Very soon all the house was on the stir, and Mrs., who has been “throng” all the previous day, baking bread, boiling ham, and making buns and cakes for the inevitable effect of sea air on half a dozen rosy faced “chicks,” busied herself making sandwiches, dressing the youngsters in their “bit a best,” and arranging everything for the day out.
Some, of course, had to leave part of their progeny with granny, or uncle, “who works at Newmarket or Robin Hood, and who is going with their trip.” A few, alas, were not able to spare the few extra coppers the trip would cost them, and had sold their tickets in order to add a shilling or two to their impoverished store of home necessaries.
However, the fact remains, that a large number accompanied the trip on Saturday last, than has ever gone before, no less than 1,600 tickets having been issued, requiring nearly 50 carriages, which were divided into two long trains.
As we reported last week, it is a happy sign that so few and small have been the calls on the accident fund, that the club can afford to spend £200 out of the last year’s balance in giving a treat like this to every man, woman, and boy connected with it. Certainly very deep thankfulness to God, the only author of all blessings, should fill every heart.
The people began tramping down to Woodlesford station by half-past three or four o’clock, and as we paced down the main street of Rothwell, scarcely was there a house out of whose door were not issuing men, women, and children, neatly dressed, with happy countenances, lively spirits, and laden with sundry baskets, bags or satchels, in which were contained an unmentionable variety of “appetite quenchers.”
Jokes and tricks were the order of the day, and as the early morning sun beamed down on the jolly procession of trippers, every heart seemed to rejoice, and to look forward to a very happy day.
By five o’clock, Woodlesford station platform was full, and as pedestrians and conveyances still poured in, the scene became most animated; certainly, a little rain began to fall, but fortunately it was nothing serious, and the time for the departure gradually drew near.
By the capital arrangements and thoughtful firmness of Mr. James Hargreaves, the manager of the Rothwell Haigh Colliery, and the stewards and others, who acted with him, the first train at 5.30, was rapidly filled and moved off, followed within ten minutes by the second, the whole being managed most successfully and speedily, especially considering the large number of persons, old and young who are unaccustomed to railway travelling.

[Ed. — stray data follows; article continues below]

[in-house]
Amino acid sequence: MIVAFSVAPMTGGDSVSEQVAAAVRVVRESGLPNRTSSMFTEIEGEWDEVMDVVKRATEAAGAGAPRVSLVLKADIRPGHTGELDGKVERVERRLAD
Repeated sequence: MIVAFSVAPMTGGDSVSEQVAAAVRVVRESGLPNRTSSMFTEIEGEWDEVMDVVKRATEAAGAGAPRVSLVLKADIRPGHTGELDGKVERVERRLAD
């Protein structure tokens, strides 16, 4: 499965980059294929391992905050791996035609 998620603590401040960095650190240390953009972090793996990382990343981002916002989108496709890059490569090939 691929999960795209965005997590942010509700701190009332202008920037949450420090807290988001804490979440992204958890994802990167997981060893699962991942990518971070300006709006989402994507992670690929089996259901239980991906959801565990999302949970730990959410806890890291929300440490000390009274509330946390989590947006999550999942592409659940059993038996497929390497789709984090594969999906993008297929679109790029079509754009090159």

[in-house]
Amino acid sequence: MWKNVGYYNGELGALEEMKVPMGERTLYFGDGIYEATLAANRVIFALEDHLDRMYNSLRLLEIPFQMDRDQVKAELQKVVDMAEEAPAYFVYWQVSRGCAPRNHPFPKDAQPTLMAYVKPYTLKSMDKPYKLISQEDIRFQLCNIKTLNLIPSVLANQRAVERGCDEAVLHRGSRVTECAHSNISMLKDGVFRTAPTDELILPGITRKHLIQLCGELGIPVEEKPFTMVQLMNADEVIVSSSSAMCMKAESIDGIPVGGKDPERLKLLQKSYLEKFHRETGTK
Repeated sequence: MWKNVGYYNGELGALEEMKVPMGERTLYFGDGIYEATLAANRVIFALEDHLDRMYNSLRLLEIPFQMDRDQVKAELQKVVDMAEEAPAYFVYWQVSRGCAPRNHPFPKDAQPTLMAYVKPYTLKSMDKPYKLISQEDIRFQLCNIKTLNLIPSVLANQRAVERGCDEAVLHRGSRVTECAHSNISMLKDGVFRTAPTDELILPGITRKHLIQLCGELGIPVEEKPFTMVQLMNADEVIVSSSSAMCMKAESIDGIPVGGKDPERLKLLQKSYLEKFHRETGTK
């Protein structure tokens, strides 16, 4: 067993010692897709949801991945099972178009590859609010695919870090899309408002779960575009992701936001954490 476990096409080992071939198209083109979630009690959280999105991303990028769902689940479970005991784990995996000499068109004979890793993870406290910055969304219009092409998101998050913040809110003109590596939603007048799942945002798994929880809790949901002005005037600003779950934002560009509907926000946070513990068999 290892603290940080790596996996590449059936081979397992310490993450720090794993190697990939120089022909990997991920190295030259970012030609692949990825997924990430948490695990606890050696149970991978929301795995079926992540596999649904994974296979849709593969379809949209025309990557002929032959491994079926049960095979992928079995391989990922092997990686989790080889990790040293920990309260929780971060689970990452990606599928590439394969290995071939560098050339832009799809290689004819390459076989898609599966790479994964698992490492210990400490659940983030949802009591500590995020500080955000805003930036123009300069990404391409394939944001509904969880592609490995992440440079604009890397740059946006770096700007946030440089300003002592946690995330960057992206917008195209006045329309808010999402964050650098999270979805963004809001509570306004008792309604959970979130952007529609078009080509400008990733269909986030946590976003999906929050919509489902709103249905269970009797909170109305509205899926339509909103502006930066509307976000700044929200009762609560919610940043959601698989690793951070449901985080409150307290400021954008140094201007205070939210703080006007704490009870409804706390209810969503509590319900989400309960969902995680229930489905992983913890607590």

Pulling up at Hunslet, about 500 trippers were received, filling the provided carriages to their utmost capacity, and completing the invited number.
Now we are clear off, and steam away at a careful speed through Holbeck, passing Armley Gaol, Kirkstall Abbey, Rawden College, Woodhouse Grove School, to Idle tunnel, where the usual female screams were heard, and where no doubt, many a loving swain expressed to his “Mary dear,” the feelings he was too bashful to make in the daylight.
Windhill Crag, in the distance, stands a memorial of eccentric taste, and then we come by the Saltaire Mills, where 4,500 hands are employed, and where a patriarchal care has been taken to provide for the genuine needs of the people, by well built cleanly houses, and attractive plots of garden, by Mechanics’ Institute, Art Gallery and Park, by welcoming every organisation tending to promote morality and religion, and preventing every incentive to drunkenness and crime; Shipley Glen, too, reminds one of happy hours spent amid its well wooded shade, and by its rippling stream.
On, on, by Bingley, Keighley, into Craven. Many a time have we crossed the river on our journey, and as we observe its beauty and clearness we can hardly believe that this is indeed the same black, dirty stream, on which Leeds is built, but so it is.